Anatomy & Organs

Cruciate Ligament – Structure, Function & Diseases

Cruciate ligament

The cruciate ligaments are among the most important supporting ligaments in the knee joint . In addition to the inner and outer ligaments, the cruciate ligaments ensure stability in the joint. In the case of injuries to the cruciate ligament ( cruciate ligament tear ), joint stability is severely limited or no longer available.

What is the cruciate ligament?

The Ligamenta cruciata genus – the cruciate ligaments – are part of the main apparatus of the knee joint. In addition to the inner ligament – the ligamentum collaterale tibiale – and the outer ligament – the ligamentum collaterale fibulare – the anterior and posterior cruciate ligaments ensure the stability of the joint.

As the name suggests, the cruciate ligaments cross in the center of the knee joint. The main task is to maintain stability during joint movement.

Anatomy & Structure

The anterior cruciate ligament lies between the tibia and the femur. The cruciate ligament runs from the front downwards or inwards. Thus, the direction of the course of the anterior cruciate ligament is in the opposite direction to that of the posterior cruciate ligament.

The anterior cruciate ligament is arterially supplied via the Arteria genus media. The distribution of blood vessels in the anterior cruciate ligament is not homogeneous. However, the center of the cruciate ligament is devoid of blood vessels. The posterior cruciate ligament also runs between the femur and the tibia .

However, the posterior cruciate ligament runs forwards to the top or inwards and from the back downwards or outwards. The direction of the posterior cruciate ligament runs in the opposite direction to the anterior cruciate ligament.

Function & Tasks

The anterior and posterior cruciate ligaments are responsible for stabilization in the knee joint. Doctors assume that the cruciate ligaments are among the most important factors responsible for a stable knee joint.

The bands cross in the middle of the course, which is why they have been given the name “Kreuzband”. The greatest stress is on the anterior cruciate ligament.

At the same time, it is one of the most stressed ligaments in the knee joint and is largely responsible for the joint remaining stable during movement.

The anterior cruciate ligament is also responsible for limiting the rotation of the knee joint. The posterior cruciate ligament has the task of stabilizing the knee joint with the other ligaments during movement. The posterior cruciate ligament, in conjunction with the other ligaments in the knee joint, also ensures that the rotation of the joint is restricted.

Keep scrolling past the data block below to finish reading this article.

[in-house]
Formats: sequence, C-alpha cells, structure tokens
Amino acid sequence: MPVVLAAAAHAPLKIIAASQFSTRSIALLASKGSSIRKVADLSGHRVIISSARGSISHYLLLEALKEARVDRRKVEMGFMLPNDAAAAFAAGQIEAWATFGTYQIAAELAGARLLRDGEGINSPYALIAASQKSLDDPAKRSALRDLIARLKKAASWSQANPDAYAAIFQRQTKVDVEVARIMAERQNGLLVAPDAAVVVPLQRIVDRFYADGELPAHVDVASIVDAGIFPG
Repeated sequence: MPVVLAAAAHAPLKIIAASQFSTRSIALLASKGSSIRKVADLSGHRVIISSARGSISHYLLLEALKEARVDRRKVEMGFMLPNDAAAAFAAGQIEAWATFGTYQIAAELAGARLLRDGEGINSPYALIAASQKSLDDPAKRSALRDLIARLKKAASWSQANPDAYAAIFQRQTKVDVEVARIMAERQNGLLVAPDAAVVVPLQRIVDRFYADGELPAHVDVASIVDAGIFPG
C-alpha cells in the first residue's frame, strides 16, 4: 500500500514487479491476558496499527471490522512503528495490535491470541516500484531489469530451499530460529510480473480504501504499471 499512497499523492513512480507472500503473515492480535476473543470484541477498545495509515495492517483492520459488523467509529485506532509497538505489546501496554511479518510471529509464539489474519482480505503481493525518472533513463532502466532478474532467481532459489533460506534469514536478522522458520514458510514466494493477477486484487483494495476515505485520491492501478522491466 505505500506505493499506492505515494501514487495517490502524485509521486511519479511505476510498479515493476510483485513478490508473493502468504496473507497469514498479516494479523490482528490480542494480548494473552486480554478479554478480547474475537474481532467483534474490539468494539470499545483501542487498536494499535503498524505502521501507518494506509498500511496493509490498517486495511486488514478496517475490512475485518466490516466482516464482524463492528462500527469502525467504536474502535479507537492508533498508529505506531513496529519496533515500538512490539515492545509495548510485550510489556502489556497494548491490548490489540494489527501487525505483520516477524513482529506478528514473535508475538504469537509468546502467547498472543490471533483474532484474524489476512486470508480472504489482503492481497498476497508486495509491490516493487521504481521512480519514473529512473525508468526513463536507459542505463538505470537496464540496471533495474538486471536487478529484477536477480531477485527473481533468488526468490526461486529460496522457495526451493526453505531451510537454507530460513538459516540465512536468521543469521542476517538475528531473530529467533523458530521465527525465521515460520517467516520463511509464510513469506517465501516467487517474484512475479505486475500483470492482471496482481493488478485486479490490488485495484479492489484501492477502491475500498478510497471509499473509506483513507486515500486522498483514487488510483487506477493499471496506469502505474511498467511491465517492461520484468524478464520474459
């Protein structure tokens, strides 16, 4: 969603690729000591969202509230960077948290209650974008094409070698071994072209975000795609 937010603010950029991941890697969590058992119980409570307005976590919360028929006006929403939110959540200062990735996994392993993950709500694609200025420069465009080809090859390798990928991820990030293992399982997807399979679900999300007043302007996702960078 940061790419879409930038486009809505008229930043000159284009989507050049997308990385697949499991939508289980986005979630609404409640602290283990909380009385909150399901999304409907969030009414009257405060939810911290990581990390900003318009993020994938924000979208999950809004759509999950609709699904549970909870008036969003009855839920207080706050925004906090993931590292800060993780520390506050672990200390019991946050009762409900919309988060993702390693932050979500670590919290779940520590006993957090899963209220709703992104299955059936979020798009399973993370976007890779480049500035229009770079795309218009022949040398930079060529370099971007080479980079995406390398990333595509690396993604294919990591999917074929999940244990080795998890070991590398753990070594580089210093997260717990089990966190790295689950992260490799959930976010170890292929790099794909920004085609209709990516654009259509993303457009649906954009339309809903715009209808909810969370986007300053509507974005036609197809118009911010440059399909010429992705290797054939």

Diseases & Ailments

If the knee is crossed or forcibly bent while tightening the thigh muscles, the anterior cruciate ligament tears. With a tear in the anterior cruciate ligament, further injuries to the knee joint are possible.Complex injuries often occur, such as damage to the medial meniscus as well as an injury to the medial ligament. The doctor speaks of an “unhappy triad” when all three factors (inner meniscus, inner ligament and anterior cruciate ligament) are injured. The patient complains of a severely swelling bruise in the knee joint due to a tear in the anterior cruciate ligament.

The knee can be pushed forward (the drawer effect) with a feeling of instability (giving way). The patient also complains of pain and limitations in his mobility. As a rule, the injured cruciate ligament is not sewn up; rather, it is operationally replaced. This surgical method leads to the best long-term results. In an anterior cruciate ligament surgery, a tendon is removed between the tibia and kneecap and formed into a new anterior cruciate ligament.

The posterior cruciate ligament can also tear. Here, too, only if there is a direct force on the knee joint when it is bent. Overstretching can also sometimes be responsible for tearing the posterior cruciate ligament. Statistically, however, the posterior cruciate ligament tears less often than the anterior cruciate ligament. When the posterior cruciate ligament is torn, the knee joint swells and causes pain to the patient . Many patients also complain of joint effusion .

In contrast to a tear in the anterior cruciate ligament, the knee joint is displaced backwards. The person is also limited in mobility. It is no longer possible to straighten the knee joint. However, a complex injury rarely if ever occurs. When the posterior cruciate ligament is torn, surgery is rarely performed. As a rule, this is only carried out for young people who are active in sports. Here, too, the cruciate ligament is replaced by a tendon of the kneecap. However, the operation is rarely used because the posterior cruciate ligament heals itself with proper treatment and splinting.

Strains or gentle tears in the cruciate ligament are also possible and are considered long-term injuries. Injuries to the cruciate ligament (especially the anterior ligament) are serious injuries and can sometimes cause long-term damage (the patient can no longer bend or straighten the knee 100%); long physical therapies are therefore unavoidable and necessary after operations.

Website | + posts

Hello! I am Lisa Newlon, and I am a medical writer and researcher with over 10 years of experience in the healthcare industry. I have a Master’s degree in Medicine, and my deep understanding of medical terminology, practices, and procedures has made me a trusted source of information in the medical world.